And This Was How Hermeneutics Came to My Life

Well, I came across some very exciting news while browsing Zondervan’s homepage: Walter Kaiser and Moisés Silva’s An Introduction to Biblical Hermeneutics: The Search for Meaning (1994) will be released in a second edition this coming November! I first encountered this wonderful book in 1996, at the tender age of 18. I immediately fell in love with it, and it is no exaggeration to say that reading it irreversibly set the course of my academic interests.

silva_thumbSilva, in particular, had a powerful draw on me: the breadth of his erudition, his sophisticated handling of linguistics, and his superior abilities as a scholarly writer simply blew me away. In fact, had he not retired from teaching in 2000, I would be filing right now to whichever institution had him on staff, no matter how remote or impregnable. Still, my debt to him is incalculable: I set about then to find and read every book, article, review, and scrap note that he has ever publishedan endeavor, incidentally, in which I’m still actively engaged.

During the 1996-7 academic year I also encountered his Biblical Words and Their Meaning: An Introduction to Lexical Semantics (1983; 2nd ed., 1994), the published form of his ThM thesis, which I swallowed whole with the cover. And the during the summer of 1997, I found a bargain copy of Foundations of Contemporary Interpretation, a six- (originally seven-) volume series under his general editorship which had only recently been published in a single volume. Needless to say, Silva’s own contributions to the series, Has the Church Misread the Bible? (1987) and God, Language, and Scripture (1990), were the highlight of my summer reading. Recently it dawned on me that I was thus reading Silva exactly 30 summers after he prepared for his second-year exegesis course at Westminster by reading Lightfoot’s commentary on Galatians. To this day, Silva reserves the term “perfect” for Lightfoot; and to this day, I reserve the term “infallible” for Silva. (Take that, Caragounis!)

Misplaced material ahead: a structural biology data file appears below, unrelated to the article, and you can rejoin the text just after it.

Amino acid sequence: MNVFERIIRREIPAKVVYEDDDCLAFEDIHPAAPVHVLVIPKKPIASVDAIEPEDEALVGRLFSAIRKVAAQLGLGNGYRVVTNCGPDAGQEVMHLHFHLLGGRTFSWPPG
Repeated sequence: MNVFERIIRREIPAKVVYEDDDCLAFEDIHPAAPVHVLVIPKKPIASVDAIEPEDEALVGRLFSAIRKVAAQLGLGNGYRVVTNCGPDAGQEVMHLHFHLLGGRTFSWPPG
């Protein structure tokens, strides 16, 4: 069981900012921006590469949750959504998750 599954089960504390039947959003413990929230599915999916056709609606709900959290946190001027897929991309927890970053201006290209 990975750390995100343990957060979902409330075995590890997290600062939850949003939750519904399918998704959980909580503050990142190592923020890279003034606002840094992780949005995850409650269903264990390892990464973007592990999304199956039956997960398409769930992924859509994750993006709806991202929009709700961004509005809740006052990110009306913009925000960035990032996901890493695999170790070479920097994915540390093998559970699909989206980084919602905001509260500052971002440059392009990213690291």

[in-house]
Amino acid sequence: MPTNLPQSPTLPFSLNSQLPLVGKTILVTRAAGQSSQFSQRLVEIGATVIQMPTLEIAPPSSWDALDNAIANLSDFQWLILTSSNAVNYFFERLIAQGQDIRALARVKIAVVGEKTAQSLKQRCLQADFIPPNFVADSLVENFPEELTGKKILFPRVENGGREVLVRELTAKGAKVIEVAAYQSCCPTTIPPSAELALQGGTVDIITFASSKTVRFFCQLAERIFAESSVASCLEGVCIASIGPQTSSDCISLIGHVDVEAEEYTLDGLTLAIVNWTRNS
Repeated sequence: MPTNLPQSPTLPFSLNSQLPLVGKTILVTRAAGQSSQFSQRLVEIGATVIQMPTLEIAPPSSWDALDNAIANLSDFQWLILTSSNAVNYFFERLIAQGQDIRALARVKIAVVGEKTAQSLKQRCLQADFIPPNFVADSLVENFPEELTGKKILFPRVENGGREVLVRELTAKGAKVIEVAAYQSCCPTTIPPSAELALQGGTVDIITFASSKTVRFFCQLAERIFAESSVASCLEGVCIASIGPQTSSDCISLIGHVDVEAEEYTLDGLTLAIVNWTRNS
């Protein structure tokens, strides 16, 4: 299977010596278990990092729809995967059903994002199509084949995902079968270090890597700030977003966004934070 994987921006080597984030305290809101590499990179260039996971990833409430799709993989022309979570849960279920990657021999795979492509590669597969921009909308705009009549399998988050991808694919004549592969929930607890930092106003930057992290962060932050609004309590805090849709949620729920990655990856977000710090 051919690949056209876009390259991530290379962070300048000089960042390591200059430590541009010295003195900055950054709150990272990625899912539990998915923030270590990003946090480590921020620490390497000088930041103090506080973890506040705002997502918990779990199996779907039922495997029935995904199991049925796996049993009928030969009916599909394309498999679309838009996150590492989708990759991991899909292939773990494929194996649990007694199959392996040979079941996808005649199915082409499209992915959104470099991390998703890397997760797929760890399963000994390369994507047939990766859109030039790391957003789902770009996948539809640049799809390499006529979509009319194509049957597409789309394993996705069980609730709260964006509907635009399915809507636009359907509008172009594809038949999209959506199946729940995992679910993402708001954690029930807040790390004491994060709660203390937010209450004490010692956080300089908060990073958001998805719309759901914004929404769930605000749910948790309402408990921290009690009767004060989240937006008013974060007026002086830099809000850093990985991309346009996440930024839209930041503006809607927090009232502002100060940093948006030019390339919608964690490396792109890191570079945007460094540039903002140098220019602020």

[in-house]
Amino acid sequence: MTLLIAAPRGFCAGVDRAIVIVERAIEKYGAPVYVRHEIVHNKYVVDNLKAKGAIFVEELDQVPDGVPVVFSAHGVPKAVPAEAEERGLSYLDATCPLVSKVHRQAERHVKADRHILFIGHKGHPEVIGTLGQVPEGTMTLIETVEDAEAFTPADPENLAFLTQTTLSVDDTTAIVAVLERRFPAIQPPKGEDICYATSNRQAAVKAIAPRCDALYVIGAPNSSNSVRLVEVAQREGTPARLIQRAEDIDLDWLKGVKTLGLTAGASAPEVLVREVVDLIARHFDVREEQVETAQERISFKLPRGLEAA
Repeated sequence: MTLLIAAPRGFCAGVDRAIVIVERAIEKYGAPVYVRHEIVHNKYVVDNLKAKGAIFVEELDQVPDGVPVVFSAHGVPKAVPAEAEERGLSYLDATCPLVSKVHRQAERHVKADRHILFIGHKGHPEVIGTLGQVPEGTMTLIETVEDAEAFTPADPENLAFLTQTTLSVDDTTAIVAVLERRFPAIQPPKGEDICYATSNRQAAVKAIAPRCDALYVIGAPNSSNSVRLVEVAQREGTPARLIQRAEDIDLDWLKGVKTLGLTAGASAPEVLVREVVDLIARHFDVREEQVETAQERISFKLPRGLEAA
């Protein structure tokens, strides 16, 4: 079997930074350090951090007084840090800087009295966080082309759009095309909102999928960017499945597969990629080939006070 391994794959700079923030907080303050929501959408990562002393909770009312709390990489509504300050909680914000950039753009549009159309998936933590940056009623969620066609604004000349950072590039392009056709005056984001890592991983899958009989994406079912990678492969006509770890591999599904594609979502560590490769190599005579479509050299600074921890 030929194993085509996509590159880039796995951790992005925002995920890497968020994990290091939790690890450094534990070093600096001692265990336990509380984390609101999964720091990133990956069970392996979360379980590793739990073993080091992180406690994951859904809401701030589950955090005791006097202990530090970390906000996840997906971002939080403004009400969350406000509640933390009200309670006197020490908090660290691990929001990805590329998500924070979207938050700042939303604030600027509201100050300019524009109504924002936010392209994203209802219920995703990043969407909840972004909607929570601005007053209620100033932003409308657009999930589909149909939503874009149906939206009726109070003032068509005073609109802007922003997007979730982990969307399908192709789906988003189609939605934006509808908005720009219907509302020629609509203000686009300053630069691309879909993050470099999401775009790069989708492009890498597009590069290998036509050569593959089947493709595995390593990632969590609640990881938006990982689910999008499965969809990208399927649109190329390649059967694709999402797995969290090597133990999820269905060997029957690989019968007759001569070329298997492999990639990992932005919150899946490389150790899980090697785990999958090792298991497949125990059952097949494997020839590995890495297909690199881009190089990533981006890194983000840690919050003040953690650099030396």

Later still I read Silva’s wonderful commentary on Philippians (1992), which along with his Explorations in Exegetical Method: Galatians as a Test Case (1996) became a guiding light for my own handling of the biblical textand a model from which I undoubtedly fall short at every turn. (Note that, since then, both of these works have been released in second editions: see Philippians [2005] and the perhaps more aptly titled Interpreting Galatians: Explorations in Exegetical Method [2001].) But above all, it was Silva’s chapter 14 in the first edition of Introduction, “The Case for Calvinistic Hermeneutics,” that laid before me the prospect of a truly and consciously theological hermeneutics. It was this program, which I adopted wholeheartedly, which lead me to search for a normative exegesis, which led me first to the Magisterial Reformation, and then to what the Reformers considered to be their own normative exegesis: that of the Church Fathers.

So it is that now, 11 years after first meeting Silva through An Introduction to Biblical Hermeneutics, I’m eagerly looking forward to meeting them anew through this second edition of Our Book.

So you want to read something by Moisés Silva? No problem! Here you go:

One response to “And This Was How Hermeneutics Came to My Life

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